During his State of the Union address to both houses of the U.S. Congress, President George W. Bush said he supports comprehensive immigration reform:
"Extending hope and opportunity in our country requires an immigration system worthy of America - with laws that are fair and borders that are secure. When laws and borders are routinely violated, this harms the interests of our country."
Immigration reform, said Mr. Bush, should include both stepped-up enforcement and a guest worker program:
"To secure our border, we're doubling the size of the Border Patrol, and funding new infrastructure and technology. Yet even with all these steps, we cannot fully secure the border unless we take pressure off the border - and that requires a temporary worker program. We should establish a legal and orderly path for foreign workers to enter our country to work on a temporary basis. As a result, they won't have to try to sneak in, and that will leave border agents free to chase down drug smugglers and criminals and terrorists. We'll enforce our immigration laws at the work site and give employers the tools to verify the legal status of their workers, so there's no excuse left for violating the law."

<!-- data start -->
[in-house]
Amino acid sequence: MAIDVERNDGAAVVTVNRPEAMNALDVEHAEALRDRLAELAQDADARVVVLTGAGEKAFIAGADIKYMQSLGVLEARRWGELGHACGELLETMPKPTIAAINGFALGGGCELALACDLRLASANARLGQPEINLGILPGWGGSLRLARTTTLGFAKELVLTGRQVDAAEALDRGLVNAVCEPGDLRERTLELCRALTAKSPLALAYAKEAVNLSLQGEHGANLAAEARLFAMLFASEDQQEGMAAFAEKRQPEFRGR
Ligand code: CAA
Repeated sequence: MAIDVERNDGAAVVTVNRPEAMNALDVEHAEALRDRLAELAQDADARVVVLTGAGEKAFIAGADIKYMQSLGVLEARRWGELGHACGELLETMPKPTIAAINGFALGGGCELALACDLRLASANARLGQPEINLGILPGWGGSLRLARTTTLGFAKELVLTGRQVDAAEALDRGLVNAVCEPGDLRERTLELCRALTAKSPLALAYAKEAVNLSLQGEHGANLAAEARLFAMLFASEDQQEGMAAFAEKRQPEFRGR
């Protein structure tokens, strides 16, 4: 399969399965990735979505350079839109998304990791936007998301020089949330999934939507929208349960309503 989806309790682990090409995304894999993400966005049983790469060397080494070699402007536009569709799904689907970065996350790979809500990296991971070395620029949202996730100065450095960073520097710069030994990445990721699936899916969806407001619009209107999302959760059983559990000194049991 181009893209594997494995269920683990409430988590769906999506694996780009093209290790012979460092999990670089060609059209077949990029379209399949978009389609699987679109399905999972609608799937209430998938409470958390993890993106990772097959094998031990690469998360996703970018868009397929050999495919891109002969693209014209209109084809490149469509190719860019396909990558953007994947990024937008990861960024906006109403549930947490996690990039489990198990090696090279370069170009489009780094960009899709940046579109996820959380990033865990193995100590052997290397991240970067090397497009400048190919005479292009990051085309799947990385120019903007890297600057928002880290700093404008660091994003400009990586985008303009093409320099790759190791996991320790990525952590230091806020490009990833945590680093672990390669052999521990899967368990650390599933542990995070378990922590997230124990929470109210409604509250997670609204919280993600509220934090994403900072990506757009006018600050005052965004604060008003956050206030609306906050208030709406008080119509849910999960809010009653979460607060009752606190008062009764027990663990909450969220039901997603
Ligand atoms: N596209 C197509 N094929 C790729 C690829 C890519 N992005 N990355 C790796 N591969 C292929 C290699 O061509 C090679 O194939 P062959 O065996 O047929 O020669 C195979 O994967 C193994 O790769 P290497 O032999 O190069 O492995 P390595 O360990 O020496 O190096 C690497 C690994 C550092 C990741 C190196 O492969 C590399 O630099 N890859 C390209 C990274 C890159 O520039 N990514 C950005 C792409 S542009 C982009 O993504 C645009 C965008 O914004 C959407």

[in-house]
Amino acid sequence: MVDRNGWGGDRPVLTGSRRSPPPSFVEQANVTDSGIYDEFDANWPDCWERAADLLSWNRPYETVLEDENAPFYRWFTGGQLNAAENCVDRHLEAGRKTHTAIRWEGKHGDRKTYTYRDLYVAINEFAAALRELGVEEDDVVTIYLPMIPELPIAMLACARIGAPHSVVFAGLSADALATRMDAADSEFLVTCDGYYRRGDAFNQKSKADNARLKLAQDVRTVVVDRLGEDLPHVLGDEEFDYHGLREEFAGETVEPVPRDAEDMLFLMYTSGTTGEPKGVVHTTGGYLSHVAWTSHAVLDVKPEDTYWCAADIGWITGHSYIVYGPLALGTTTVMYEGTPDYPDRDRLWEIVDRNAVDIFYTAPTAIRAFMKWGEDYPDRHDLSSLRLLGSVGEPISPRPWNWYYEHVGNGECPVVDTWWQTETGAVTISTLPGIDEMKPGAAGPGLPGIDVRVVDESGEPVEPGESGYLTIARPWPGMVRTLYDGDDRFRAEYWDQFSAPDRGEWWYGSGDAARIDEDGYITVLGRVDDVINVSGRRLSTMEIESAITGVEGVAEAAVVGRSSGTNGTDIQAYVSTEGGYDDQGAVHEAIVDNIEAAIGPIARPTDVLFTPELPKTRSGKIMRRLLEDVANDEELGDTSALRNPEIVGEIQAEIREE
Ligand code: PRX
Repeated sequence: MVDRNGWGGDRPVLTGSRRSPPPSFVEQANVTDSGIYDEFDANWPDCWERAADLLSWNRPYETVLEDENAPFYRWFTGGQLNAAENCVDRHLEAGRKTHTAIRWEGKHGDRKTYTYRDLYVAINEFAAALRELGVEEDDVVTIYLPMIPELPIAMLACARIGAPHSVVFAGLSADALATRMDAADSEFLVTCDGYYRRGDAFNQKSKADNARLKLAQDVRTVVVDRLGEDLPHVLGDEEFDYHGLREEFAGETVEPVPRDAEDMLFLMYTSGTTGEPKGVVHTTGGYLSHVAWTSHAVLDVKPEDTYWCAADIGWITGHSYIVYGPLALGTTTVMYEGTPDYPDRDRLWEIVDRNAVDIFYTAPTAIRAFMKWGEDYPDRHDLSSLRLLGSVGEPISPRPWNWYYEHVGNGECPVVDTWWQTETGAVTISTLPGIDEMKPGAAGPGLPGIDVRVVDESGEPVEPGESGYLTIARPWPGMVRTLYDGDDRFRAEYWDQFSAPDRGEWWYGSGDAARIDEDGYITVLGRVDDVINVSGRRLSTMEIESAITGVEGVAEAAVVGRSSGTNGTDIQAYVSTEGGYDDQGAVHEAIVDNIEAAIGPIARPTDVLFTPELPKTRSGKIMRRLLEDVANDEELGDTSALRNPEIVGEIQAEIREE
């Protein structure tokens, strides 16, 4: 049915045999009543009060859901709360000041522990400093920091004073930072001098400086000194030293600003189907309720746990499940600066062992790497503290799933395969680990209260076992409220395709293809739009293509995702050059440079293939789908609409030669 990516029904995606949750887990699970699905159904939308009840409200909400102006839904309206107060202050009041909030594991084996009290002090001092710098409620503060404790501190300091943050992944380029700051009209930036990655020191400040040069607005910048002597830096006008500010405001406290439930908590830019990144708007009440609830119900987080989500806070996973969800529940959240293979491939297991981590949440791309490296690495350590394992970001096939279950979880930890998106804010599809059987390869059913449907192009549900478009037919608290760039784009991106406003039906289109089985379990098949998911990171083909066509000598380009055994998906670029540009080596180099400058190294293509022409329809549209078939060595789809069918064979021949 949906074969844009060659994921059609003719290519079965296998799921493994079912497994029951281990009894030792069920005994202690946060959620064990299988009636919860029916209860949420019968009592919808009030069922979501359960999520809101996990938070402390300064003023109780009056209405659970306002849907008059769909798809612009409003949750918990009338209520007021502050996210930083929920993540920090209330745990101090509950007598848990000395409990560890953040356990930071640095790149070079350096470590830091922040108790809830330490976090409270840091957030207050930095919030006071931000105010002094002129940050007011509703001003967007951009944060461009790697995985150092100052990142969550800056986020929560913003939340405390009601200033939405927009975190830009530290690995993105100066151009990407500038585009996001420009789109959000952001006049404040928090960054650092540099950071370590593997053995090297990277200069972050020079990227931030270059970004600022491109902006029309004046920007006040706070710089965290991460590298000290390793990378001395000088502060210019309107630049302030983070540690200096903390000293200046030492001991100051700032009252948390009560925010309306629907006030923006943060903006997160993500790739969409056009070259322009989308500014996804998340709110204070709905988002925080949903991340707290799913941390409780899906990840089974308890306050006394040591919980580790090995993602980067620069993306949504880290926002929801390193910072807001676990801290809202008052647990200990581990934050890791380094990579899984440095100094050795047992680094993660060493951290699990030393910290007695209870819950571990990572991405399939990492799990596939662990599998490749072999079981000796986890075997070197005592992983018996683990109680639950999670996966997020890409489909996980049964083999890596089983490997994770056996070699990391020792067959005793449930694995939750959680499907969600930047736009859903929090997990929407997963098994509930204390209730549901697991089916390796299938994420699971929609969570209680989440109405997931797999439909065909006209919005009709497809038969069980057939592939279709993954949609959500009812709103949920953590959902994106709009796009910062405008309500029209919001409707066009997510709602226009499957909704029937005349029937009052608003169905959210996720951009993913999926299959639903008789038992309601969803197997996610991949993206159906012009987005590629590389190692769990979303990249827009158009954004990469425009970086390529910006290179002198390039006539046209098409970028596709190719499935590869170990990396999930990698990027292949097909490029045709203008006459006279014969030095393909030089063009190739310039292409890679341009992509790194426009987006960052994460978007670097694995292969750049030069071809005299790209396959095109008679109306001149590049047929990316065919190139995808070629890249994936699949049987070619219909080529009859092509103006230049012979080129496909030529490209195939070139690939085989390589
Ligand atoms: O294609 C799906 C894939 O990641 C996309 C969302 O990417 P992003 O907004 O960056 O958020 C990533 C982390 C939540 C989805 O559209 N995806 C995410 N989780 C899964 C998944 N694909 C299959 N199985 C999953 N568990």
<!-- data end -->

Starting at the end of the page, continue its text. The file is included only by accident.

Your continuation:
President Bush said that immigration reform should reflect America's historical openness to immigrants:
"We need to uphold the great tradition of the melting pot that welcomes and assimilates new arrivals. We need to resolve the status of the illegal immigrants who are already in our country without animosity and without amnesty."
The United States, said President Bush, needs "a serious, civil, and conclusive debate" over immigration, leading to comprehensive reform.
The preceding was an editorial reflecting the views of the United States Government.